Overthinking part 2: Being in the now and radical acceptance to become better leaders

Last week I finished the post about overthinking by saying that being in the NOW is the key to stopping overthinking. I still stand behind that, BUT being in the now comes with a small warning:


…being in the now doesn’t mean we don’t have problems…


By always being in the present moment, we consolidate different parts of our thinking – the future and the past don’t matter much; what is essential is what is now, and in the now, we don’t have problems. Or so many spiritual teachers try to convince us, but this leads to ignoring our problems and living in ignorant bliss. The problem, however, is that we can only ignore our problems until they catch up with us.

So it’s not just about being in the now but about giving up on adding judgment (value) to events, emotions, experiences… Something is bad, or something is good transforms into something is, and this leads us to a concept called radical acceptance.

Neutrality or “something is” and its radical acceptance

When something is, it means that we acknowledge its existence, can approach it with curiosity, and learn from it.

Where Tolle focuses on letting go of negative emotions (approach of the cognitive reframing), Radical Emotional Acceptance (a concept populated by Dr. Tara Brach) focuses on pausing and stepping back from our thoughts and feelings, observing them with curiosity and compassion, and acknowledging them without judgment or resistance.

Which is better?

Let’s now forget Tolle and instead focus on Cognitive reframing and Radical emotional acceptance (REA). Both approaches bring value and can be complementary, but at the same time, we can choose to use one or the other based on the situation.

For example, COGNITIVE REFRAMING is better when our emotions are based on cognitive distortions – aka twisted thoughts. These are (Casabianca, 2022):

    • filtering
    • polarization
    • overgeneralization
    • discounting the positive
    • jumping to conclusions
    • catastrophizing
    • personalization
    • control fallacies
    • fallacy of fairness
    • blaming
    • shoulds
    • emotional reasoning
    • fallacy of change
    • global labeling
    • always being right
  • the emotions aren’t overpowering
  • we have the power to change the situation

On the other hand, RADICAL EMOTIONAL ACCEPTANCE works best when,

  • we cannot change the situation
  • the emotions are too strong to be able to change them just by changing our thinking
  • cognitive reframing isn’t believable
  • we face similar situations over and over again, all the while pushing our emotions to the side and avoiding dealing with the core problem.

Can I work on overthinking at home, or do I need a professional to help me?

It depends.

Sometimes issues at hand (in our case today, overthinking) can be tackled with simple exercises, but sometimes we really need that one person to guide us through and ask us questions that we are sometimes too afraid to ask ourselves. I’ve also experienced that it’s helpful when someone reflects back to us what we’ve been saying to really stop and think.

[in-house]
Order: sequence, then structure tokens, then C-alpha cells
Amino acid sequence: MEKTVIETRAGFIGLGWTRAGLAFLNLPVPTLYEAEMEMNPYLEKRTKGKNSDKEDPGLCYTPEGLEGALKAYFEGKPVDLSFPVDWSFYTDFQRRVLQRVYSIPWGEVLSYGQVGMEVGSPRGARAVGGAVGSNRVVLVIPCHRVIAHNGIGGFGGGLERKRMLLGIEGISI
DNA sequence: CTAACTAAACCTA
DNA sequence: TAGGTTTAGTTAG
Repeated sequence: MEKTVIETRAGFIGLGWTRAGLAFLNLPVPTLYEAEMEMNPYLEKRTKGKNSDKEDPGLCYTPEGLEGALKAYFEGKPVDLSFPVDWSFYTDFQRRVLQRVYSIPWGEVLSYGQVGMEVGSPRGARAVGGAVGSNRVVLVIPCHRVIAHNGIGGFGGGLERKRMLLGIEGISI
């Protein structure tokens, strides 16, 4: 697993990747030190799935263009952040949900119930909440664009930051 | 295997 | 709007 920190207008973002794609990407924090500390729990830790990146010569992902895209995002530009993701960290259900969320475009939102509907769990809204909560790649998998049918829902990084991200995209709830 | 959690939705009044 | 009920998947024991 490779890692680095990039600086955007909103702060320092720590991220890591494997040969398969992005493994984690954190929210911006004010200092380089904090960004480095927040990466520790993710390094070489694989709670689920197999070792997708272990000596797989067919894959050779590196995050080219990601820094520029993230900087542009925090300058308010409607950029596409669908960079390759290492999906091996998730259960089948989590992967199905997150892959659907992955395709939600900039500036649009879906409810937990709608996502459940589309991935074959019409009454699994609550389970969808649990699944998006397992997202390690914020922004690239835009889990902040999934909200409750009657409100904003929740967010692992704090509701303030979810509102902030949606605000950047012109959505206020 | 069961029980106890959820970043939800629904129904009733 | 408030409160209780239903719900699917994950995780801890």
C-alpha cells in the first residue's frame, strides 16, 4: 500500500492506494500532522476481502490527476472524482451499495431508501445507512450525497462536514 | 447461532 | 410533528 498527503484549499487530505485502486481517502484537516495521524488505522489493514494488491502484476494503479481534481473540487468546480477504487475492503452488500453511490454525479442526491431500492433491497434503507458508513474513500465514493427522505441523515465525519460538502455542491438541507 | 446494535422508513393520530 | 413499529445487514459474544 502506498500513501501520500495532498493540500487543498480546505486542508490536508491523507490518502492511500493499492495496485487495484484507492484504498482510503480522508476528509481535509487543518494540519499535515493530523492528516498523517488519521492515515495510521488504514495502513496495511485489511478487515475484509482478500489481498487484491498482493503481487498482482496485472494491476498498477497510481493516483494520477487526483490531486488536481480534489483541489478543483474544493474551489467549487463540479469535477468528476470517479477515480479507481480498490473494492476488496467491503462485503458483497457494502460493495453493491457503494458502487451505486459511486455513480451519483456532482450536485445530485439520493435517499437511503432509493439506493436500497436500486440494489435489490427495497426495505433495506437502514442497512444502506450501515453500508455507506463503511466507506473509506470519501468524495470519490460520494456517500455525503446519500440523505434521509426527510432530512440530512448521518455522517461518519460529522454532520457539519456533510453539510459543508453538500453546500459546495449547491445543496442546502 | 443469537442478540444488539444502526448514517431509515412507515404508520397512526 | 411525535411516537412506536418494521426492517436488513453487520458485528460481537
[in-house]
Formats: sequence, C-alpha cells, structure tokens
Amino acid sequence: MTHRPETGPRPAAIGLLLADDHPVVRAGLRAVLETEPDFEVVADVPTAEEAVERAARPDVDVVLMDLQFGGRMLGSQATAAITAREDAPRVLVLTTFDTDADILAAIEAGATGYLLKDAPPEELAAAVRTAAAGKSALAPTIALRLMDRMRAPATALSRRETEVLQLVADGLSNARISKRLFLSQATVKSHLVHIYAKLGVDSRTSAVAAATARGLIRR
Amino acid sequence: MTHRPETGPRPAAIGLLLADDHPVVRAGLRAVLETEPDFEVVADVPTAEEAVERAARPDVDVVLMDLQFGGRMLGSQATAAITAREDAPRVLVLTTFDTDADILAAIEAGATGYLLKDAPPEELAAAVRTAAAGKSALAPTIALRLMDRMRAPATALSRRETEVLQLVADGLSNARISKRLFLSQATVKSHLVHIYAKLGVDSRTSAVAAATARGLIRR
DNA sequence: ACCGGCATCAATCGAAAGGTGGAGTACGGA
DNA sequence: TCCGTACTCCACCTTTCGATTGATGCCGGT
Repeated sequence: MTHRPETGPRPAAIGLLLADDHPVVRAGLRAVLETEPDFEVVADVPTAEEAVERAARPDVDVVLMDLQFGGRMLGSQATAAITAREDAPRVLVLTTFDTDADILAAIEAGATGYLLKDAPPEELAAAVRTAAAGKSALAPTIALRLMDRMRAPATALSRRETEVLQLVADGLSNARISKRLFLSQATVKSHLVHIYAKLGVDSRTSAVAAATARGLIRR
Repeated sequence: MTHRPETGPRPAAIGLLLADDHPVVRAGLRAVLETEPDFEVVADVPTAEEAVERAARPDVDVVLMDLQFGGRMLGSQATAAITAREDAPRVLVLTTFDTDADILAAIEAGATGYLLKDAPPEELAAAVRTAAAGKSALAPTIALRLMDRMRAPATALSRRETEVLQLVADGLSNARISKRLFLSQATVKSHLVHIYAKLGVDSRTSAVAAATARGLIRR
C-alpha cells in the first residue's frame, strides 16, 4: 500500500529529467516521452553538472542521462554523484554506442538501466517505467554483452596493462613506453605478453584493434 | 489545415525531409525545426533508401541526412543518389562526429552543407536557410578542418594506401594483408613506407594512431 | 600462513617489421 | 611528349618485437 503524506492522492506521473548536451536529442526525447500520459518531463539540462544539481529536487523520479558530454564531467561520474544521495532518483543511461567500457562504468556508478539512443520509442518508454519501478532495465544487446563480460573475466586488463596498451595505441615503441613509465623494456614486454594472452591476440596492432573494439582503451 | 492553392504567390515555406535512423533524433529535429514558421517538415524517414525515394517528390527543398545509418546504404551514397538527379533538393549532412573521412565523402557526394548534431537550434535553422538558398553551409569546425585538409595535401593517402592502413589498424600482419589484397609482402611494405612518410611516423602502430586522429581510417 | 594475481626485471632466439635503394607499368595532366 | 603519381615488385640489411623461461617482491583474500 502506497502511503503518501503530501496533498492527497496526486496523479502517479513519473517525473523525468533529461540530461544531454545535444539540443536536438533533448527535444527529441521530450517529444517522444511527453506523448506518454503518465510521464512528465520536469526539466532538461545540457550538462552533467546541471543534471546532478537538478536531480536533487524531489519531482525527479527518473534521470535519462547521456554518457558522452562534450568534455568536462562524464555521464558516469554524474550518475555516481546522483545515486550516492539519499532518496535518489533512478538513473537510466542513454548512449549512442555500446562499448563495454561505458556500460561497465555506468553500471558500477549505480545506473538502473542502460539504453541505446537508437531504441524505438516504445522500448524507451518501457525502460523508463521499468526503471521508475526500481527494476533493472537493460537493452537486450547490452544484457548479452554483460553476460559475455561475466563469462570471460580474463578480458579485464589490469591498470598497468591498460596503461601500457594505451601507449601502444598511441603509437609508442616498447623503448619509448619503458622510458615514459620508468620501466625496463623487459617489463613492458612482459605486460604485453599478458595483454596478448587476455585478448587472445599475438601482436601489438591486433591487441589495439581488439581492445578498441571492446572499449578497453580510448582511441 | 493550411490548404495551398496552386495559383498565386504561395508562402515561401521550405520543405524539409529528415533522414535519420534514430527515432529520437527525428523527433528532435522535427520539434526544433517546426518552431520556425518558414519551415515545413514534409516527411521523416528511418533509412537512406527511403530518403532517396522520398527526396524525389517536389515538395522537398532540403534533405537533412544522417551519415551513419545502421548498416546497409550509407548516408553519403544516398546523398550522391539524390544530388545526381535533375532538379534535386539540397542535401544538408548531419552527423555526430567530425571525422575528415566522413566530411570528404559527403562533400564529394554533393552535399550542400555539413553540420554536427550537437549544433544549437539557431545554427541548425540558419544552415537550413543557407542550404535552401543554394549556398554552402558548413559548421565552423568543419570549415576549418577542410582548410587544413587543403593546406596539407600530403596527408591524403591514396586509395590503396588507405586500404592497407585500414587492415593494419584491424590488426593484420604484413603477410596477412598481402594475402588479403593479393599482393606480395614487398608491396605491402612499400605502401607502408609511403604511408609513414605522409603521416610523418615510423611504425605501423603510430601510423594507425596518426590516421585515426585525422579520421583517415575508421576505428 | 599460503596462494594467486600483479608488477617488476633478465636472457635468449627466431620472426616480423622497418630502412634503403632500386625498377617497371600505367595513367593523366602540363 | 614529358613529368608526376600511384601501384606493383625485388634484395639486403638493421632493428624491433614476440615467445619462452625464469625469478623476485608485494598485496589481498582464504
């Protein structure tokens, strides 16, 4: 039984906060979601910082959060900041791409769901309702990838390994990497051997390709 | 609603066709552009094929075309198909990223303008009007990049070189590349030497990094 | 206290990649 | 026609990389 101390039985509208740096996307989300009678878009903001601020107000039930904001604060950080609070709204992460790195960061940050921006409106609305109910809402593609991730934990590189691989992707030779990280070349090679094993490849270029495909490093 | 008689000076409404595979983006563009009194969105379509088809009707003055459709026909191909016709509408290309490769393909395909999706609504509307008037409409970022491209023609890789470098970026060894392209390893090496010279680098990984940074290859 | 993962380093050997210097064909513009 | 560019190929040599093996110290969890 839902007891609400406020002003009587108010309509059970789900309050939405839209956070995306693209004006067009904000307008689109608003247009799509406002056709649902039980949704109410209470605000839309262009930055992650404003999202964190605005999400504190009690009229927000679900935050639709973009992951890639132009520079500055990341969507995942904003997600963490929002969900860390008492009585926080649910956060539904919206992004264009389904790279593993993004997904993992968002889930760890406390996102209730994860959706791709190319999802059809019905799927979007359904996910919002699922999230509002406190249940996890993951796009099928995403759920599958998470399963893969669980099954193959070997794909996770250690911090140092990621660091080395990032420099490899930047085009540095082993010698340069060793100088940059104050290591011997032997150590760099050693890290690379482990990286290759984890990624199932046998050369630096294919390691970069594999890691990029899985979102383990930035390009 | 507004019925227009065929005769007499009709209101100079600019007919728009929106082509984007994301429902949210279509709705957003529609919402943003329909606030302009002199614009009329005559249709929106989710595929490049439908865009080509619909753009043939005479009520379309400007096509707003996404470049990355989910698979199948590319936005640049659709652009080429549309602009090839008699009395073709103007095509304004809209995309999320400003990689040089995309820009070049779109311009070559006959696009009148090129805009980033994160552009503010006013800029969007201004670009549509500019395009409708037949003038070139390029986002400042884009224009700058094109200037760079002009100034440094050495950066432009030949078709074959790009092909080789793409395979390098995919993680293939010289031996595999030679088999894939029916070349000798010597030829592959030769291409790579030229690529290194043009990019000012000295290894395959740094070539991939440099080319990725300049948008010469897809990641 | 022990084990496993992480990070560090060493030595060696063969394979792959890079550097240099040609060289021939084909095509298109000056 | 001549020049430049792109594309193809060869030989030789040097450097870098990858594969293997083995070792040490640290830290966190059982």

That said, if you ever feel that all of this is too much for you or if you experience any physical symptoms like irritability, high stress, insomnia, digestive issues, excessive worrying, etc., your best bet will be to find a trained professional that can help you navigate through the challenging times.

But if you do want to address the overthinking at home, you can use the two tools I’ve prepared for you:

How exactly this helps me be a better leader?

I suggest you return to Part one of this two-part series on overthinking. That should give you first insights, but additionally, I found interesting research done by the Stanford GSB  that looked into overthinking in relation to leaders’ influence.

Their results suggested that individuals who calibrate their thought process to the demands of the situation are better liked, more influential, and viewed as making better decisions. Normatively speaking, difficult decisions require more thought than easy ones. We found that thoughtfulness (relative to thoughtlessness) was rewarded when there was a difficult decision to be made, and penalized when there was an easy one.

In general, people seem to be less drawn to and less open to being influenced by individuals who overthink small decisions or “underthink” big ones (MacBride, 2014).

Therefore, I hypothesize that mindfulness helps us be less stressed and more clear-headed, which can help us better calibrate our thought process to the demands of the situation and, with that,  we can foster trust and influence.

Can I use these tools when working with my team?

Yes, absolutely. As long as you’re open about what they are, and people want your help, feel free to use the tools with your team members. But be mindful to refer them to a professional if they need more help than talk with you. Also, refrain from suggesting any solutions. This is where you bring up your inner coach. Trust that people in your team are resourceful and that they will choose the best solution for themselves at that moment.


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